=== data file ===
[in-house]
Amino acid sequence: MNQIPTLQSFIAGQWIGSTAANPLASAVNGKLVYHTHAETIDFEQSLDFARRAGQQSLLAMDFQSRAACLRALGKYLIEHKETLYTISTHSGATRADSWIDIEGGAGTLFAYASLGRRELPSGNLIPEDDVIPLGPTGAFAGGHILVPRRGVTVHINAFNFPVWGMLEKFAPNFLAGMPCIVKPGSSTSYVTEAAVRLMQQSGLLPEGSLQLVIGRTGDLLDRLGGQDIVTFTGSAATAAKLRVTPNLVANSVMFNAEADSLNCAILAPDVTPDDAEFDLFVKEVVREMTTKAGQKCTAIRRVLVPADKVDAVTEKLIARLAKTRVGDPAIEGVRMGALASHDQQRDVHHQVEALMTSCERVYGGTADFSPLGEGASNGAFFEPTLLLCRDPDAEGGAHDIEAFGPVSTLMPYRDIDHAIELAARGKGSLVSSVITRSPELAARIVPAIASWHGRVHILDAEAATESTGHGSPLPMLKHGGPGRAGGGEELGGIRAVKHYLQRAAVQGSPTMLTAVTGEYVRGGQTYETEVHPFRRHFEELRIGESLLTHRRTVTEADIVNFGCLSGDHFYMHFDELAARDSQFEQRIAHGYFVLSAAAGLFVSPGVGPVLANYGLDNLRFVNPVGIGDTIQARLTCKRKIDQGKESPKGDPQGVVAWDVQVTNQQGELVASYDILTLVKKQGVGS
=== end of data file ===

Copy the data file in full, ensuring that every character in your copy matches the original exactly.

[in-house]
Amino acid sequence: MNQIPTLQSFIAGQWIGSTAANPLASAVNGKLVYHTHAETIDFEQSLDFARRAGQQSLLAMDFQSRAACLRALGKYLIEHKETLYTISTHSGATRADSWIDIEGGAGTLFAYASLGRRELPSGNLIPEDDVIPLGPTGAFAGGHILVPRRGVTVHINAFNFPVWGMLEKFAPNFLAGMPCIVKPGSSTSYVTEAAVRLMQQSGLLPEGSLQLVIGRTGDLLDRLGGQDIVTFTGSAATAAKLRVTPNLVANSVMFNAEADSLNCAILAPDVTPDDAEFDLFVKEVVREMTTKAGQKCTAIRRVLVPADKVDAVTEKLIARLAKTRVGDPAIEGVRMGALASHDQQRDVHHQVEALMTSCERVYGGTADFSPLGEGASNGAFFEPTLLLCRDPDAEGGAHDIEAFGPVSTLMPYRDIDHAIELAARGKGSLVSSVITRSPELAARIVPAIASWHGRVHILDAEAATESTGHGSPLPMLKHGGPGRAGGGEELGGIRAVKHYLQRAAVQGSPTMLTAVTGEYVRGGQTYETEVHPFRRHFEELRIGESLLTHRRTVTEADIVNFGCLSGDHFYMHFDELAARDSQFEQRIAHGYFVLSAAAGLFVSPGVGPVLANYGLDNLRFVNPVGIGDTIQARLTCKRKIDQGKESPKGDPQGVVAWDVQVTNQQGELVASYDILTLVKKQGVGS